We are now presented with a landmark opportunity to chart Minnesota’s health care future, and the future of the University and its Medical School.
Our vision calls upon us to seize the moment — to improve access for all Minnesotans to academic medicine, to advance the practice of Medicine and how we deliver it, and to ensure Minnesota is a destination for high-quality health care.
Chair Stephenson, Chair Liebling, and members, I would now like to turn it over to my colleague, Myron Frans to expand on this.
Myron Frans, senior vice president for finance and operations
Chair Stephenson, Chair Liebling, and members,
I am Myron Frans, the Chief Financial Officer, the Chief Operating Officer and the Treasurer at the University of Minnesota.
Thank you for inviting us here today.
On January 12, President Gabel announced the MPact Health Care Innovation vision.
This vision centers on the commitment that all Minnesotans have access to a top-tier, nation leading academic health system that makes a difference in their lives. That vision hinges on five key principles:
A genuine integration of teaching and research into clinical care. Our approach is not only about the clinical care of the patient, it is also about the education of their future physician. Stated simply, Academic medicine takes more time and a different approach;
University governance over flagship facilities. The University, not a healthcare system, must be in charge;
A public mission that rests on relationships with health systems throughout the state, maximizing the reach of that mission. We understand that the value of our research, our teaching, and our care is best maximized when it is shared broadly with every practitioner in the state.
We have been prudently and strategically acquiring land for a new hospital for years. This is more than a dream, it is a requirement to ensure the quality of teaching and research that healthcare professionals require. We need your help to make this a reality.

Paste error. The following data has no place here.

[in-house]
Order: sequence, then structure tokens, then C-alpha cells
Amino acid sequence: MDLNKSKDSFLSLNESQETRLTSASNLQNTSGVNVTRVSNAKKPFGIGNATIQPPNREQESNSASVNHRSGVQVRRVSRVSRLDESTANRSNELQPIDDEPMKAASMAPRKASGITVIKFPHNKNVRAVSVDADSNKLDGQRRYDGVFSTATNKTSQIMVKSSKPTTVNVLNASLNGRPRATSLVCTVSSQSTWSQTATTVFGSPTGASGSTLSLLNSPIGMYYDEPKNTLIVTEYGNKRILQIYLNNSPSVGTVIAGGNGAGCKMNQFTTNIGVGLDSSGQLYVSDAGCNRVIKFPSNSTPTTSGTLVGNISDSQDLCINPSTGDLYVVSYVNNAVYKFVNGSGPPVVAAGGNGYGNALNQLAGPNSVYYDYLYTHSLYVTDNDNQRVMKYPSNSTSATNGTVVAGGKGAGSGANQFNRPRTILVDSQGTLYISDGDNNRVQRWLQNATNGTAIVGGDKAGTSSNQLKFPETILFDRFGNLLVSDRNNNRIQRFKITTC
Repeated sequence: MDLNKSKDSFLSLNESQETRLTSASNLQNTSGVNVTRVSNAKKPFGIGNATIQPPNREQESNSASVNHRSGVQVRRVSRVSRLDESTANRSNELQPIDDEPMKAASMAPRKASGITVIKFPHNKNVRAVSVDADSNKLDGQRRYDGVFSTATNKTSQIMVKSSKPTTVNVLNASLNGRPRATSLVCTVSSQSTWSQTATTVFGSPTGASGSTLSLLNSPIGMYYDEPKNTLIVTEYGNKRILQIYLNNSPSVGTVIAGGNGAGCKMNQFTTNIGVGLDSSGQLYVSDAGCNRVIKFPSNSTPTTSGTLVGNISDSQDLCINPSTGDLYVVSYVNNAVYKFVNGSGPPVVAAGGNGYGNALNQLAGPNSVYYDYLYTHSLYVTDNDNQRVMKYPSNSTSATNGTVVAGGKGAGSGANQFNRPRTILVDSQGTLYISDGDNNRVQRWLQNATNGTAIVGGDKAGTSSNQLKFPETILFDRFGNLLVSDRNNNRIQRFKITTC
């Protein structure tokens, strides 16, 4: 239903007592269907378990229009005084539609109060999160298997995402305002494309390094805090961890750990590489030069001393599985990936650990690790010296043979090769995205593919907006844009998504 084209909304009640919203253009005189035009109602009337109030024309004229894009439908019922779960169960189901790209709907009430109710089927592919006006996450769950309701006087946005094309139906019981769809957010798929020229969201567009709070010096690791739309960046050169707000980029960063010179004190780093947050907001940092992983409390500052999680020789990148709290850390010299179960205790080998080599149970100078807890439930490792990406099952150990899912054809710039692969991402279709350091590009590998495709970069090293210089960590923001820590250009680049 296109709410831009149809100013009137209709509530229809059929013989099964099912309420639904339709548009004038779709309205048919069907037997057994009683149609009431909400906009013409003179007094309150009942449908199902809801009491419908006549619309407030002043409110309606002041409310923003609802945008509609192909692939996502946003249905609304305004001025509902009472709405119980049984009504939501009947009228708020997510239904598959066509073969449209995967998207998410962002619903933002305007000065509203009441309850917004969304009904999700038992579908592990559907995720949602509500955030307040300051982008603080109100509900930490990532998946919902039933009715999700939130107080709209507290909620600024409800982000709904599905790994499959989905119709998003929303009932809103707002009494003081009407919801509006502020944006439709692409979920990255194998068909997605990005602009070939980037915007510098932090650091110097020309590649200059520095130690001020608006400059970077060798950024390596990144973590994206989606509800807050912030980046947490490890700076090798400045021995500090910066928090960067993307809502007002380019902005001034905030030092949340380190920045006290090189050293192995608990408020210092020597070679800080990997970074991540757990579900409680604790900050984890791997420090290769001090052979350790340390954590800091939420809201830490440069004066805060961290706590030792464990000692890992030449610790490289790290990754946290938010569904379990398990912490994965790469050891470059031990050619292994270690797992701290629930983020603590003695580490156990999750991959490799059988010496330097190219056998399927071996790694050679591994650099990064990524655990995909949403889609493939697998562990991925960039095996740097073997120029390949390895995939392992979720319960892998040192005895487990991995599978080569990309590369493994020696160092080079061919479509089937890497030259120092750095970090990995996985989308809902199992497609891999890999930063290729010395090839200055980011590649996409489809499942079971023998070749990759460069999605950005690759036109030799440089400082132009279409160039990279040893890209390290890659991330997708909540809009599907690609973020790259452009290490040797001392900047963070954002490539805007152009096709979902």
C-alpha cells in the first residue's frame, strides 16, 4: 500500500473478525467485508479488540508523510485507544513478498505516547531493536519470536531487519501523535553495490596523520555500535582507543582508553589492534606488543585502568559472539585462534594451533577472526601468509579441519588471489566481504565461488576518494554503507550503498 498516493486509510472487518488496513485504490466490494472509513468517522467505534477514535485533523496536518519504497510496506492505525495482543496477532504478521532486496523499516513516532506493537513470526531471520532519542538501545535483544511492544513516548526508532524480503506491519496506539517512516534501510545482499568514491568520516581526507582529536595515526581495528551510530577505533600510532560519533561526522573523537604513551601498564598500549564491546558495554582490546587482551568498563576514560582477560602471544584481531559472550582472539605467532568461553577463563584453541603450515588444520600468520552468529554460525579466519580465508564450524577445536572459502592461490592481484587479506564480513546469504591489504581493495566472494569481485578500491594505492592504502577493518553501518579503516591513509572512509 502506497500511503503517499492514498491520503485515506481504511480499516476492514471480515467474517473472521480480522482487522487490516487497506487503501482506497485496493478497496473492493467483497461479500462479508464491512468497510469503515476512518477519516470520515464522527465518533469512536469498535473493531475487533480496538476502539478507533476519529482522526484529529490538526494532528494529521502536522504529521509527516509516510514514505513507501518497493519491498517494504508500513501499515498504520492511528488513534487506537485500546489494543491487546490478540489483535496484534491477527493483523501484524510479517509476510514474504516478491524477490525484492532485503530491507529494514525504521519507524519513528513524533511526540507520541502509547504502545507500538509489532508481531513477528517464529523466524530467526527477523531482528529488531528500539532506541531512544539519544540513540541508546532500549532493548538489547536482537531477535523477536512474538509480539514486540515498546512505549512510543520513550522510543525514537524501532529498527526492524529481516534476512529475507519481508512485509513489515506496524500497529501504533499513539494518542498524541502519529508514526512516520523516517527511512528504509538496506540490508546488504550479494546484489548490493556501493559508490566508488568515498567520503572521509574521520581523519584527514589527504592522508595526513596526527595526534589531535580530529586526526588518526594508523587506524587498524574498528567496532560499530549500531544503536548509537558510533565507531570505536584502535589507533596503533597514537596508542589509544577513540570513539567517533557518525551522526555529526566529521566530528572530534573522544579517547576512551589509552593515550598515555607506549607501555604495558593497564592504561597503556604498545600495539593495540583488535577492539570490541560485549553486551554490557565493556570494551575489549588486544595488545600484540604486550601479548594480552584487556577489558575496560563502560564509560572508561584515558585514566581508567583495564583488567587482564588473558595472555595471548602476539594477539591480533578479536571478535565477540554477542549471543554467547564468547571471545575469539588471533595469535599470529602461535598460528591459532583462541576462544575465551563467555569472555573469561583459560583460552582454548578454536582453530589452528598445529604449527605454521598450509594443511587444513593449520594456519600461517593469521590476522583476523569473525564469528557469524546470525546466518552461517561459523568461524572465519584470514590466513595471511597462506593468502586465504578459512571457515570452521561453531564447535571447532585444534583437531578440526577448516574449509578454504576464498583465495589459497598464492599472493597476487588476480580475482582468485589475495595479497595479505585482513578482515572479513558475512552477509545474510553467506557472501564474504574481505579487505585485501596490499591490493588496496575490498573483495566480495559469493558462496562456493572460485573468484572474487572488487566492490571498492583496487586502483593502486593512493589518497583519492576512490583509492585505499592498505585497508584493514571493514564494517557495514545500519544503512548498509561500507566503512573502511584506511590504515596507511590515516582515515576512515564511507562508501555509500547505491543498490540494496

While we await the new hospital, we will need your help to maintain the flagship facilities.
The mission of the University and the public interests of the State must be front and center as we discuss this opportunity.
I am here today to request a delay of the merger until Fairview, Sanford and the University of Minnesota agree on a comprehensive plan to address essential issues in our five point plan,
In particular number two: Returning control of the University’s flagship facilities to the University
And number three: Designing the operational and financial relationship with our community health systems, like Fairview or perhaps Sanford, to incentivize all parties to assist the University in delivering world-class academic health care.
We have shared these requirements with Fairview and Sanford and have a meeting scheduled with them on February 1 to discuss.
We would also like to thank Attorney General Keith Ellison who has called for a slowdown of the Fairview Sanford merger. The Attorney General recognizes that “it’s more important to do this right than to do it fast.”
Finally, we request that a final agreement between Sanford and Fairview be developed with the University's involvement and that any plan is grounded in a vision that will support the public health of and health care access for Minnesotans. The plan must not divert the public nature of the University flagship hospitals and clinics from their original purpose and ongoing mission.